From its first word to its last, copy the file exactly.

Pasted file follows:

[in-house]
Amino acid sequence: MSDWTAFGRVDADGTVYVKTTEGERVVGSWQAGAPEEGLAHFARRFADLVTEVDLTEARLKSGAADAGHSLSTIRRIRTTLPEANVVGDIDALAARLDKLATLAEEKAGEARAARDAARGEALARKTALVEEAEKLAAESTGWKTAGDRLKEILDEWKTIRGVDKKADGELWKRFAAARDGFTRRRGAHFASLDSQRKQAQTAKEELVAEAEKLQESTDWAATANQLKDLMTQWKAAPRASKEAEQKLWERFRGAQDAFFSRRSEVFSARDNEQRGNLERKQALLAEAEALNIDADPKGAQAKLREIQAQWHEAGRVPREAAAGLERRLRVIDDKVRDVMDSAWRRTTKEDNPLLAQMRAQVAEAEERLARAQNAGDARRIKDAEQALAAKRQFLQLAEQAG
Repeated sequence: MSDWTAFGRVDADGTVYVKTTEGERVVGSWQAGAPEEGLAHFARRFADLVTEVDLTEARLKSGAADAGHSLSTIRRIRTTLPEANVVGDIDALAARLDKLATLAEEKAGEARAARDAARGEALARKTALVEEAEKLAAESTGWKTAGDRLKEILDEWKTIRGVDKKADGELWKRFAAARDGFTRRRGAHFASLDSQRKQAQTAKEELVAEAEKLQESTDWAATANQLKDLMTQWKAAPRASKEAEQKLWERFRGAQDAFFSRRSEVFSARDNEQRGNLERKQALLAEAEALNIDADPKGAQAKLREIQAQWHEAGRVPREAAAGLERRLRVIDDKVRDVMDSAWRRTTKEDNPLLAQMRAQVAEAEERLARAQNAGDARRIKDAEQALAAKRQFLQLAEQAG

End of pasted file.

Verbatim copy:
[in-house]
Amino acid sequence: MSDWTAFGRVDADGTVYVKTTEGERVVGSWQAGAPEEGLAHFARRFADLVTEVDLTEARLKSGAADAGHSLSTIRRIRTTLPEANVVGDIDALAARLDKLATLAEEKAGEARAARDAARGEALARKTALVEEAEKLAAESTGWKTAGDRLKEILDEWKTIRGVDKKADGELWKRFAAARDGFTRRRGAHFASLDSQRKQAQTAKEELVAEAEKLQESTDWAATANQLKDLMTQWKAAPRASKEAEQKLWERFRGAQDAFFSRRSEVFSARDNEQRGNLERKQALLAEAEALNIDADPKGAQAKLREIQAQWHEAGRVPREAAAGLERRLRVIDDKVRDVMDSAWRRTTKEDNPLLAQMRAQVAEAEERLARAQNAGDARRIKDAEQALAAKRQFLQLAEQAG
Repeated sequence: MSDWTAFGRVDADGTVYVKTTEGERVVGSWQAGAPEEGLAHFARRFADLVTEVDLTEARLKSGAADAGHSLSTIRRIRTTLPEANVVGDIDALAARLDKLATLAEEKAGEARAARDAARGEALARKTALVEEAEKLAAESTGWKTAGDRLKEILDEWKTIRGVDKKADGELWKRFAAARDGFTRRRGAHFASLDSQRKQAQTAKEELVAEAEKLQESTDWAATANQLKDLMTQWKAAPRASKEAEQKLWERFRGAQDAFFSRRSEVFSARDNEQRGNLERKQALLAEAEALNIDADPKGAQAKLREIQAQWHEAGRVPREAAAGLERRLRVIDDKVRDVMDSAWRRTTKEDNPLLAQMRAQVAEAEERLARAQNAGDARRIKDAEQALAAKRQFLQLAEQAG